A Song of Faraway Wars

The wars were getting bigger, three hundred years ago.

War has great days, when a man can change his station in an hour. We think of the 'gentling' Shakespeare mentions, but it was well true through the Spanish wars of reconquest in the Middle Ages. If you wanted to be a knight, and weren't born to it, you could still yet become one on the frontier. If you wanted to be free, or to marry the beloved other your families refused, you could do it on the frontier. You just had to be ready to fight. So too at periods in England's history, and in our own. You could make your own way, on the frontier.

More famously, recently, this title "Over the Hills and Faraway" belongs to a Led Zeppelin song.

It's not quite the same idea at all. And yet...


Texan99 said...

There was a character who often sang that song a cappella in episodes of "Sharp's Rifles," a favorite show of ours. Great tune.

Of course, this is also a pretty big Led Z household, though more my husband than me. Completely different song, GREAT riff. LZ always did great riffs.

ColoComment said...

Yes, loved that in the Sharpe's Rifles series. (...also, Sean Bean.)

Wikipedia says the actor was John Tams (and we apparently were not his only fans in that Sharpe's series):

Tams had an early part in The Rainbow (1988), and may be best known for playing a regular supporting role in the ITV drama series Sharpe, as rifleman Daniel Hagman, one of the "Chosen Men" in the 95th Rifles – a whimsical, sober, former poacher always ready with a deadly eye behind a Baker rifle, a folk remedy for an ailment or a song for a weary heart. He also co-wrote the music for each film (18, as of November 2008) alongside Dominic Muldowney.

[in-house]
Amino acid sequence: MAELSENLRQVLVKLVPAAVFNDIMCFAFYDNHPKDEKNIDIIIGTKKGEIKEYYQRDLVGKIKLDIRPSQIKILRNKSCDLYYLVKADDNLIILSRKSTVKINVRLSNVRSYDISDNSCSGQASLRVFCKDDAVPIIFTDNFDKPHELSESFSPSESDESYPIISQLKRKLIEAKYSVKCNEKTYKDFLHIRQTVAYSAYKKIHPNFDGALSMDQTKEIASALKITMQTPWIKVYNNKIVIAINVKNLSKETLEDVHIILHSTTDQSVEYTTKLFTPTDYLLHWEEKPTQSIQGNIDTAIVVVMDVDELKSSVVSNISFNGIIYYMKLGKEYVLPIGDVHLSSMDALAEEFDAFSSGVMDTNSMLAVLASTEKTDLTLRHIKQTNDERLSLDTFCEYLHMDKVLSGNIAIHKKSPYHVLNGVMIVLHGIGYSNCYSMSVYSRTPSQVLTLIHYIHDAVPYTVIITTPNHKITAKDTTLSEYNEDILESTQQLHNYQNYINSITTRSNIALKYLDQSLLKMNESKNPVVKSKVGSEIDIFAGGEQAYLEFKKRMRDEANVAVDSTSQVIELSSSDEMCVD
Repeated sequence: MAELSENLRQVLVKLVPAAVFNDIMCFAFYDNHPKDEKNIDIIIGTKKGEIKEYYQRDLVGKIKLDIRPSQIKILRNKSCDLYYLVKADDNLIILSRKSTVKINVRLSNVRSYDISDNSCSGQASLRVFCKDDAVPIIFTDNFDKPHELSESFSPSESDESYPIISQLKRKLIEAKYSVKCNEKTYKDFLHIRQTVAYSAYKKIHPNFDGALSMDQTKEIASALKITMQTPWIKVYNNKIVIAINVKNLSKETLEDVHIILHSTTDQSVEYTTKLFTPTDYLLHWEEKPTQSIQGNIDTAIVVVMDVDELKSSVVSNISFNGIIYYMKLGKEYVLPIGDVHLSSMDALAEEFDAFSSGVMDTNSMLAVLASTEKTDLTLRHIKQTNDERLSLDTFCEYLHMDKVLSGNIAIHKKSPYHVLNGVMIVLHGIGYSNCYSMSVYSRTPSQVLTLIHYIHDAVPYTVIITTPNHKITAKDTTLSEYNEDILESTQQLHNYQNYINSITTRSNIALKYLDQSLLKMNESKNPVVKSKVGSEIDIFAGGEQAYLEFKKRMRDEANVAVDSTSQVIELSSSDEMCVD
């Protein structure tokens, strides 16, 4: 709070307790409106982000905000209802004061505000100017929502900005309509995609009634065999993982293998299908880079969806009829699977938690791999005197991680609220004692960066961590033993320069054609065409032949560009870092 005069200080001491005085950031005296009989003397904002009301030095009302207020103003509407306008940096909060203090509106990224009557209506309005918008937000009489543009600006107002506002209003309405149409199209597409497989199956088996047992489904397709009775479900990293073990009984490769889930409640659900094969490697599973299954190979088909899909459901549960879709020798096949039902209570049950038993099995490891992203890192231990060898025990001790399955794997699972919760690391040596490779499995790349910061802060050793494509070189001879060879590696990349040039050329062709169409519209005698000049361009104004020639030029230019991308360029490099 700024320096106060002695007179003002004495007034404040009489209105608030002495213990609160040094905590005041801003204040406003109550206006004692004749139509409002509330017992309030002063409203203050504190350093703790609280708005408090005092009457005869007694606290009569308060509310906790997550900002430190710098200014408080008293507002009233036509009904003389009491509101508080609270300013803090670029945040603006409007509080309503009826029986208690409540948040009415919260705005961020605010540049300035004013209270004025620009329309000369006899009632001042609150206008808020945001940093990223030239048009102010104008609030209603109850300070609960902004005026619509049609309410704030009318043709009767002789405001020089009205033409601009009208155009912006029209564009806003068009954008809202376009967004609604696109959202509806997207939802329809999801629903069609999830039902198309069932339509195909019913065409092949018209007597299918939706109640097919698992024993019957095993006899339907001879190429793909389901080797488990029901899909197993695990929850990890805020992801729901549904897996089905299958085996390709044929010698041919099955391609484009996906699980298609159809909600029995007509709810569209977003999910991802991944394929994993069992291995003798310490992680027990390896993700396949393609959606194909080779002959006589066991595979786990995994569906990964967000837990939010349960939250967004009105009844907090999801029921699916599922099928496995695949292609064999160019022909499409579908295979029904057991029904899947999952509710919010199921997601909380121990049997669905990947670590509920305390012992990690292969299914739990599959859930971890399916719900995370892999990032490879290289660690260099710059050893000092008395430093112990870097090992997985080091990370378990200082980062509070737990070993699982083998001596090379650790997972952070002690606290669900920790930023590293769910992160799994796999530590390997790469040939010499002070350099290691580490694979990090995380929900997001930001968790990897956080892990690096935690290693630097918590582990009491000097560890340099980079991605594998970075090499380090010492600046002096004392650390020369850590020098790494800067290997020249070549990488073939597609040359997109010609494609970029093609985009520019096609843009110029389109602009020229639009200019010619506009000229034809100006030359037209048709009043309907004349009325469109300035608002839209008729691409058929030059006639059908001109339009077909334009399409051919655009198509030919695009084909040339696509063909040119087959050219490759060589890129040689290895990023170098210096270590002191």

In 1996, Tams and Muldowney released the best-selling album Over the Hills & Far Away: The Music of Sharpe to accompany the series. This album has sold over 120,000 copies.

J Melcher said...

,,, and far away, Teletubbies come out to play."

You can tell when my kids were little.

Gringo said...

I first learned about the song in reading The Horse Boy and The Long Ride Home, books that Rupert Isaacson wrote about his autistic son. He often sang "Over the Hills and Far Away" with his son.

From The Horse Boy:

“Daddy to sing,” he said suddenly, rocking gently back and forth with Blackie’s rhythm as the little mare picked her way up the lower part of the long, rock-strewn slope.
“What shall we sing?”
“Overthehillsandfaraway.” He said it in one big rush, so that it sounded like one word. “Over the Hills and Far Away,” an old English or maybe Scottish folk song that I sometimes used to comfort him down to sleep. So I sang it now.
Oh Tommy was a piper’s son
He learned to play when he was young
But the only tune that he would play

“Over the hills and far away,” sang Rowan, in perfect pitch.
O’er the hills and o’er the main

“Flanders, Portugal, and Spain,” trilled Rowan.

King George commands, and we obey…

“Over the hills and far away,” he replied.
And I would love you all the day…

“Every night would kiss and play,” he responded, his diction clear, as it always was when singing.
If with me you’d gladly stray…

“Over the hills and far away.”
“Over the hills and fa-ar a-way,” we sang together.
And then it was impossible to sing, as the gradient of the slope began to steepen, to become more punishing. I started to sweat, pant, as Blackie picked her way delicately over the rocks and Kristin’s sorrel followed close behind.

From my horse-owning cousin in Montana, I learned that Rowan's attachment to horses was not the only example of autistic children connecting with horses.

Grim said...

I can’t sing the King George variation. I’m too American even to sing the words, “King George commands, and we obey.”

Queen Anne maybe. Chivalry and all that. But no George, not any of them, and especially not with George III in mind.

douglas said...

I think the idea of a frontier where you can go out with nothing and make your way is one we could use more of. But in today's America, unless you go to Alaska, it's almost impossible to find a place unclaimed, especially what with the Federal Government owning so much of the great expanses of the West.

Love both tunes.